Basic Study
Copyright ©The Author(s) 2018. Published by Baishideng Publishing Group Inc. All rights reserved.
World J Nephrol. Mar 6, 2018; 7(2): 65-70
Published online Mar 6, 2018. doi: 10.5527/wjn.v7.i2.65
Genetic defects in ciliary genes in autosomal dominant polycystic kidney disease
Katarína Skalická, Gabriela Hrčková, Anita Vaská, Ágnes Baranyaiová, László Kovács
Katarína Skalická, Gabriela Hrčková, Anita Vaská, Ágnes Baranyaiová, László Kovács, Laboratory of Clinical and Molecular Genetics, Department of Paediatrics, Faculty of Medicine, Comenius University and University Children’s Hospital, Bratislava 83340, Slovakia
Author contributions: Skalická K and Kovács L substantially contributed to the design of the study; Skalická K, Hrčková G, Vaská A and Baranyaiová A performed the research and analyzed of data; all authors drafted the article and approved the final version of the article to be published.
Supported by Slovak Research and Development Agency under Contract, No. APVV-14-0234.
Institutional review board statement: Our study was approved by the Children’s University Hospital Ethics Committee and informed consent was provided by all patients at the inception of the study.
Conflict-of-interest statement: The authors have declared that no conflict of interest exists.
Data sharing statement: No additional data are available.
ARRIVE guidelines statement: In our study, ARRIVE Guidelines have been adopted.
Open-Access: This article is an open-access article which was selected by an in-house editor and fully peer-reviewed by external reviewers. It is distributed in accordance with the Creative Commons Attribution Non Commercial (CC BY-NC 4.0) license, which permits others to distribute, remix, adapt, build upon this work non-commercially, and license their derivative works on different terms, provided the original work is properly cited and the use is non-commercial. See: http://creativecommons.org/licenses/by-nc/4.0/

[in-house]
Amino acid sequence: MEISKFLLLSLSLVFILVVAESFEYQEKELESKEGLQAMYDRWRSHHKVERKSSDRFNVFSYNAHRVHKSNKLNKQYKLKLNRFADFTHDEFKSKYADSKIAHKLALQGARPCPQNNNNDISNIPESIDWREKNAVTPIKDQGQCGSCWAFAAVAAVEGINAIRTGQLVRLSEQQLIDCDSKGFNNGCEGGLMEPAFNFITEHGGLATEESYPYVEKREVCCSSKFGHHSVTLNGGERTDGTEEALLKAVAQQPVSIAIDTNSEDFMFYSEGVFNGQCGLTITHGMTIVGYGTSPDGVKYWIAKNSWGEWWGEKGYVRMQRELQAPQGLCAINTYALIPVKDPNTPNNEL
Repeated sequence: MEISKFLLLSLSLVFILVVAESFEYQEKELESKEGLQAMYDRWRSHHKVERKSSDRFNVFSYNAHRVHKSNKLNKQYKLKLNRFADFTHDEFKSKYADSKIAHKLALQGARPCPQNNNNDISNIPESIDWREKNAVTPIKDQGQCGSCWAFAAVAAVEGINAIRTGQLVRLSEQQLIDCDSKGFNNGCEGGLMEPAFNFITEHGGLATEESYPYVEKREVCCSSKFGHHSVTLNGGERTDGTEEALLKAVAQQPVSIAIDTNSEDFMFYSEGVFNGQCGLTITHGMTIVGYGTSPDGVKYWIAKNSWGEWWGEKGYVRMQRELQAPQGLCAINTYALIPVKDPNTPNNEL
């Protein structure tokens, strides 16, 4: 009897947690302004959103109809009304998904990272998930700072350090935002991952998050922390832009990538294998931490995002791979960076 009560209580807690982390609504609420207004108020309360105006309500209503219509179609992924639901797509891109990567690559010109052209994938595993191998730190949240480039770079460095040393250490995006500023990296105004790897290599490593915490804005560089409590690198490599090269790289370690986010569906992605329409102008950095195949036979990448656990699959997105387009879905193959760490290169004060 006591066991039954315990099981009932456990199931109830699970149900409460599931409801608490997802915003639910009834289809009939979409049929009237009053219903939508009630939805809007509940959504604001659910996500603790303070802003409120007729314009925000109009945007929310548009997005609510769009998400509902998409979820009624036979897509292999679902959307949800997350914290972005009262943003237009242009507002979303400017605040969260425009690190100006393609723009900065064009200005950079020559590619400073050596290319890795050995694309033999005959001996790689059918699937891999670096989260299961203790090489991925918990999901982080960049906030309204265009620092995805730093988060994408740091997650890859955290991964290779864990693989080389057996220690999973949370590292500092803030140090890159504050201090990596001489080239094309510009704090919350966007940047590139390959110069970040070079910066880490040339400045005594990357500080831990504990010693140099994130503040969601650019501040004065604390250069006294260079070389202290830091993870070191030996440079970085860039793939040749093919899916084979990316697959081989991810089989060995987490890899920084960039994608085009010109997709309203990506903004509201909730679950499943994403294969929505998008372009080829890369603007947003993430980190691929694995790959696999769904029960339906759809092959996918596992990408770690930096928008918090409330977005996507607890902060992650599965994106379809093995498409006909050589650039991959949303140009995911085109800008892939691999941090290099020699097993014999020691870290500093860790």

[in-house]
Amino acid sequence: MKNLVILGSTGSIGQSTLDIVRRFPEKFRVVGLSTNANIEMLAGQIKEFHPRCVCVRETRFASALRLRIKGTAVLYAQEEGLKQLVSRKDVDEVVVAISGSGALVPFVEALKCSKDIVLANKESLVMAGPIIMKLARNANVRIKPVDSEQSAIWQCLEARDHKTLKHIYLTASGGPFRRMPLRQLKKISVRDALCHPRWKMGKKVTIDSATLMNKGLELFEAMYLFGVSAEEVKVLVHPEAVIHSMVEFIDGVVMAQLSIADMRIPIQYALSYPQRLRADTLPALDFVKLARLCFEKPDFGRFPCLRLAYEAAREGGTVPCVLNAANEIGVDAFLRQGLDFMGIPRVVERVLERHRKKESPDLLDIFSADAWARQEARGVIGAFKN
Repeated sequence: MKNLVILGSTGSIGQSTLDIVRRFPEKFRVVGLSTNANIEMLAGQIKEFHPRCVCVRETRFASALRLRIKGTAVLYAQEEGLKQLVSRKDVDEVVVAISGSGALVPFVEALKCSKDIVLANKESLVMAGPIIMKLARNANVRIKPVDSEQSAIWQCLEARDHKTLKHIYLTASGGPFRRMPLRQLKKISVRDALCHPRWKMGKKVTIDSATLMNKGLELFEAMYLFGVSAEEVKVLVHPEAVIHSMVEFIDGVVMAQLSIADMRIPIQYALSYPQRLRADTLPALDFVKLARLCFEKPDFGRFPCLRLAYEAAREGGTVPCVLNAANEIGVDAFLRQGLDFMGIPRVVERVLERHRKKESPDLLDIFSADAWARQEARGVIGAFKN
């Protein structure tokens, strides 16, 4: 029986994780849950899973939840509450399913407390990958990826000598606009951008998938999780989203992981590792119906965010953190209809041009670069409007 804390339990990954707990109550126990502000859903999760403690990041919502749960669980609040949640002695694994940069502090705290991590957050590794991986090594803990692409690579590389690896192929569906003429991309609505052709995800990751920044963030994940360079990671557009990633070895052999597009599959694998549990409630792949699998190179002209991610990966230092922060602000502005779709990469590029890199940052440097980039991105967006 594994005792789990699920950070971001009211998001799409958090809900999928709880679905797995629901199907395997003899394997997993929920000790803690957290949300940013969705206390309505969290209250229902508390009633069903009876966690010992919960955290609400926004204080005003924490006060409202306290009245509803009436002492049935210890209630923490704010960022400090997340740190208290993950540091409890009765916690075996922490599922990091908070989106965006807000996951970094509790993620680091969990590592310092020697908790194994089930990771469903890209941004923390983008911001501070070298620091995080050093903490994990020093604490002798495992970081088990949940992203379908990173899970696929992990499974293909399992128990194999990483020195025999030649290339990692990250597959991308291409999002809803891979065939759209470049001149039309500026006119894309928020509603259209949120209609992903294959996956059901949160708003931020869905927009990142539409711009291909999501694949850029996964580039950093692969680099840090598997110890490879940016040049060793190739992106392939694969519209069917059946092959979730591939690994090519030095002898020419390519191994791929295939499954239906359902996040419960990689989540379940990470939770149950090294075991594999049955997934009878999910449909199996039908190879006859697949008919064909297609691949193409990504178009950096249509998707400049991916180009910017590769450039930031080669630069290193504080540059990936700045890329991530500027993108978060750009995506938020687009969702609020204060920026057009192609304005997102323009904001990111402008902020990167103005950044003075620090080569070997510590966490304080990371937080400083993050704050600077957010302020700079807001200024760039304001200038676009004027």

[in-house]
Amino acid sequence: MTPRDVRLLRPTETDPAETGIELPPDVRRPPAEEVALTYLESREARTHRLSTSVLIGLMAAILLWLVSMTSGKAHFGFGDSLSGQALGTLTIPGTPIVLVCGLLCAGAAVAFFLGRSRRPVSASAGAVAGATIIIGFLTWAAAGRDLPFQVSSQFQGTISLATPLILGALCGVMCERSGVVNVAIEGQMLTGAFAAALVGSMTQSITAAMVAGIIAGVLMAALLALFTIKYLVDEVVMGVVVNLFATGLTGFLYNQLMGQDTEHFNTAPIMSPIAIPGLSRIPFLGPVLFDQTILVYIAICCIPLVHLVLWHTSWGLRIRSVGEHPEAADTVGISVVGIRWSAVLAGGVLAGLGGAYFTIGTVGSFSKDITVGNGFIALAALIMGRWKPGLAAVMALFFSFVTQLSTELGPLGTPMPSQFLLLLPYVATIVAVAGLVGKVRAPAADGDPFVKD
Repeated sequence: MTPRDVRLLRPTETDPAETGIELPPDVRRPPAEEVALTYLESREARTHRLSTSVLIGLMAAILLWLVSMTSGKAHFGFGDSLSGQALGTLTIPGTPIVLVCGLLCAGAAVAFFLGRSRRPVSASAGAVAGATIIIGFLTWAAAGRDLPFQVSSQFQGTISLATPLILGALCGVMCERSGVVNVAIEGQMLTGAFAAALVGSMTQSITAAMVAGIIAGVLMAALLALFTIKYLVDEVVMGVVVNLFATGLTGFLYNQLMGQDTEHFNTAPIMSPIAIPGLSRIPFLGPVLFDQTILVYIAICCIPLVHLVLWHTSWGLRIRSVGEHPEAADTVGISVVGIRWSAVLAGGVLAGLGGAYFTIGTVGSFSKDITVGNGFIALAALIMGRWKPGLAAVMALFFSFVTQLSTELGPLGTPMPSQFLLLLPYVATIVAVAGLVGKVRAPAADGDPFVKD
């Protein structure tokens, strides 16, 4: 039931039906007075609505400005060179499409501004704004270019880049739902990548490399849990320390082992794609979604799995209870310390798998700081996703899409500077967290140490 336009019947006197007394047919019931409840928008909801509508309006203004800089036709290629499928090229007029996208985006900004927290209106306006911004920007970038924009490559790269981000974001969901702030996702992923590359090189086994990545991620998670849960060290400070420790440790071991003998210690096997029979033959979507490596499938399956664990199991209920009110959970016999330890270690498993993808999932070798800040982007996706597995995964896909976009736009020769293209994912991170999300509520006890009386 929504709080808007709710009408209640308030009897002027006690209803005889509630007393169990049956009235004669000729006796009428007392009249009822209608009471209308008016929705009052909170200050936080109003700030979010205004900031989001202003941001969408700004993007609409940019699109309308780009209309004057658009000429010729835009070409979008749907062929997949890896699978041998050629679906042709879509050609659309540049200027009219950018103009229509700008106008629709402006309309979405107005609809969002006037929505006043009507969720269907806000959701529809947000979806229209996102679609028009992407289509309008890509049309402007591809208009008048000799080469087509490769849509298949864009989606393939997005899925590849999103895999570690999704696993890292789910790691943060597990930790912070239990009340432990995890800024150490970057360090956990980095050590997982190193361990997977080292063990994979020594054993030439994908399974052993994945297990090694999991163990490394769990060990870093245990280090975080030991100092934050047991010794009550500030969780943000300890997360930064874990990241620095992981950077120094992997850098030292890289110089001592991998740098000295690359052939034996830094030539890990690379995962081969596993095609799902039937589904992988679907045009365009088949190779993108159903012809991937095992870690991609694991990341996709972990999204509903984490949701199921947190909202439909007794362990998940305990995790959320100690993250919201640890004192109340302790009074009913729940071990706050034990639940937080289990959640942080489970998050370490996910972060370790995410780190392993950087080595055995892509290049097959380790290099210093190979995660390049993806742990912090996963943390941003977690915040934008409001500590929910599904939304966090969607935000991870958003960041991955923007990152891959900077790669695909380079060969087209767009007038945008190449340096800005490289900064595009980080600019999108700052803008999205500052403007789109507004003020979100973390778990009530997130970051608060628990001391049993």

Correspondence to: Katarína Skalická, MSc, PhD, Research Scientist, Laboratory Diagnostician in Clinical Genetics and Researcher, Laboratory of Clinical and Molecular Genetics, Department of Paediatrics, Faculty of Medicine, Comenius University and University Children’s Hospital, Limbova 1, Bratislava 83340, Slovakia. genlab@dfnsp.sk
Telephone: +421-2-59371873 Fax: +421-2-59371850
Received: December 12, 2017
Peer-review started: December 13, 2017
First decision: December 27, 2017
Revised: December 31, 2017
Accepted: February 4, 2018
Article in press: February 4, 2018
Published online: March 6, 2018
ARTICLE HIGHLIGHTS
Research background

The primary cilia and polycystins plays an important role in the regulating the severity of autosomal dominant polycystic kidney disease (ADPKD). While the loss of cilia or polycystins alone results in the development and progression of renal cysts, renal cilia involution reduces the progression of cyst growth induced by the inactivation of polycystins. The epithelial cells of renal cysts usually show various structural deformities of the primary cilium involve an absence, shortening or elongation. These structural changes can be caused by genetic defects of ciliary proteins. Mutation profile of ciliary genes in human ADPKD tissues is unknown. Revealing a genetic basis for ciliogenesis defects may identify causative factors of disease progression and the potential molecular targets for the development of new therapies of ADPKD.

Research motivation

Genetic defects of various ciliary genes whose inactivation leads to the development and progression of ADPKD have been identified in mouse models. However, recent studies have confirmed that the animal models of ADPKD incompletely mimic the human disease. Therefore, it is important to detect genetic abnormalities that can affect ciliogenesis directly in ADPKD human tissues.

Research objectives

The main objectives of this study is to identify the genetic defects of ciliary genes causing the loss of primary cilium in ADPKD human tissues. The results of our study are important indicators for directing further analysis.